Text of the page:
Despite recently hitting a 52-week low, and then hitting successive new ones since, Molycorp (MCP) has engendered some extreme feelings from investors and analysts alike. Once the darling of the market as commodity prices soared, carrying basic material companies to new highs, many of these stocks have been trounced. There are now two very distinct schools of thought on Molycorp and the entire rare earth space in general. One group claims that despite the decline, the stocks are still over-valued and a dangerous investment; this group believes that prices will continue to go much lower. On the other side of this argument is the group that points out the long-term prospects of the company and the short-term technical indicators that are pointing to higher prices. While both groups have some valid points that should be considered, it is only when these views are combined that a clear picture of the company emerges.
The Pro-Molycorp Case
Those who argue in favor of Molycorp, and the rare earth industry in general, begin by acknowledging that one must first overlook the carnage that has taken place in the price of these stocks over the recent period. Instead, advocates argue, one should focus on the underlying demand for these materials. A recent report by Resource Investor considers the supply and demand situation. China is the most significant player in these materials, accounting for the bulk of both supply and demand. As China has hit a few skids with its own economy, the prices of rare earth commodities have fallen from the highs they had reached during the parabolic climb of the last few years.
The two important factors to take away from the observable supply and demand trends are that demand is expected to continue to grow rapidly and the supply of non-Chinese options is expected to increase moving forward. To put this in perspective, Chinese demand has soared from 25% of global production to 64% of global production, all while there are steady supply increases apparent; Chinese demand alone is outpacing supply, meaning that it may soon become a net importer of these materials so that it can maintain its dominance in the production of high-tech products that require these elements. These products include cell phones and hybrid cars, neither of which is likely to fade away in the near-term.
Within the above context, Molycorp is well positioned having done a complete overhaul of its California mine and completed the acquisition of Neo Material Technologies. The combination of these two events is expected to bring the company's total production capacity to nearly 40,000 tonnes by the end of 2013. At a time when there is not likely to be a slowdown in demand, this is a great place to be for the company.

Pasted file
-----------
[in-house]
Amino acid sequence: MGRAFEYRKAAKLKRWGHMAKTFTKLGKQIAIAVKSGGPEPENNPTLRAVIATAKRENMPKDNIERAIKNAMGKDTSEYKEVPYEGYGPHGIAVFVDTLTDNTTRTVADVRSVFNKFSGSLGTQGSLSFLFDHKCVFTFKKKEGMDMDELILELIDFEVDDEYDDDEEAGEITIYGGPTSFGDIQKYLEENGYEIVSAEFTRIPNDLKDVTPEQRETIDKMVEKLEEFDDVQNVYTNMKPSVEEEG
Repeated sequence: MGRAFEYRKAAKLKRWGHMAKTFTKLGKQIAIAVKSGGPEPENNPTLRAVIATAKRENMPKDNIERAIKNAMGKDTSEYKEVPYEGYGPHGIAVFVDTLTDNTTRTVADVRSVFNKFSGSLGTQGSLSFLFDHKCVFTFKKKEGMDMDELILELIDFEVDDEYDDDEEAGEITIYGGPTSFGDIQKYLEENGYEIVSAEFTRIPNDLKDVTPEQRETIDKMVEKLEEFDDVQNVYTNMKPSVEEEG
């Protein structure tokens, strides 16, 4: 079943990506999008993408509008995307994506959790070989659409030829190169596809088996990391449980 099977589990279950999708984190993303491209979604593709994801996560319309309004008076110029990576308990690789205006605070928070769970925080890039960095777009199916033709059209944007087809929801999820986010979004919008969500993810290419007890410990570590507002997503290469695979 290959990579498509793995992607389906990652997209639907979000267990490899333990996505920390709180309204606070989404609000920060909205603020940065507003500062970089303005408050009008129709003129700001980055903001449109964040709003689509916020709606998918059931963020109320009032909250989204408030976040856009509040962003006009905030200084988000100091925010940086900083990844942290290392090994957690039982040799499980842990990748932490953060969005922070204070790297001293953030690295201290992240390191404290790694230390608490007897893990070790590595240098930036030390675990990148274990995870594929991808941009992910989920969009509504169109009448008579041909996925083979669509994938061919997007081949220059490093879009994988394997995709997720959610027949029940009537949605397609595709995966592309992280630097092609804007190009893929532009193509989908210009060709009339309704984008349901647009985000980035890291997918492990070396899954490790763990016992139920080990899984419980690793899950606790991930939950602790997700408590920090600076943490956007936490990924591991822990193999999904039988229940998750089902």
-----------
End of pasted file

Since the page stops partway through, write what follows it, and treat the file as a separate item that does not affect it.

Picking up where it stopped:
The Anti-Molycorp Case
Those who do not believe in the space point out that while Molycorp and Rare Element Resources (REE) have just managed to hold onto profits for those investors who have ridden out the storm, Avalon Rare Metals (AVL) is down about 50% since the stock went public. Australian competitor Lynas (OTCPK:LYSCF) has also maintained a strong position amongst its peers, but not as an investment. The global slowdown on a macroeconomic basis, and some shifts in China's otherwise arbitrary policies, have caused the bubble in rare earth materials to collapse. The price of these materials has the potential to go much lower, returning to levels not seen since 2009 and 2010. If this happens, these analysts argue, the price of each of these stocks has the potential to continue falling.
Adding to the general malaise caused by the global macroeconomic outlook is the fact that supply of these materials is increasing. This detail which was considered a laudable argument for the stock above is cited as a reason for concern by those who think these stocks are no longer attractive. These arguments fail, however, to place their supply concerns in the context of demand - if demand grows faster than supply, greater supply is not the negative that it is being held out to be.
Deciphering the Arguments
As is the case with most arguments, reality is likely located somewhere between the bulls and the bears. The explosive growth seen in this sector certainly had bubble-like characteristics and may have taken these stocks higher than was appropriate. On the other hand, the demand for these materials seems to be in a segment of the market that is not likely to decrease in the foreseeable future. While the global economy is nowhere near correcting many of its most deep seated problems, consumerism is not in any real jeopardy. Cell phones sales and demand for hybrid cars continues to increase consistently. As long as these products are of interest, the long-term future of the rare earth companies is not in any lasting peril.
The conservative investor is clearly better off putting his or her money into a diversified play like Freeport-McMoRan (FCX), particularly if dramatic swings are not within one's risk tolerance. With this in mind, a small allocation to the rare earth companies, and specifically to Molycorp, will likely be handsomely rewarded over the long-term. Making a small allocation at current levels, and buying additional positions at progressively lower levels, should they be achieved, will maximize the potential return will managing risk. Within the space, Molycorp is an acknowledged leader and is the right play for investors wanting such an allocation.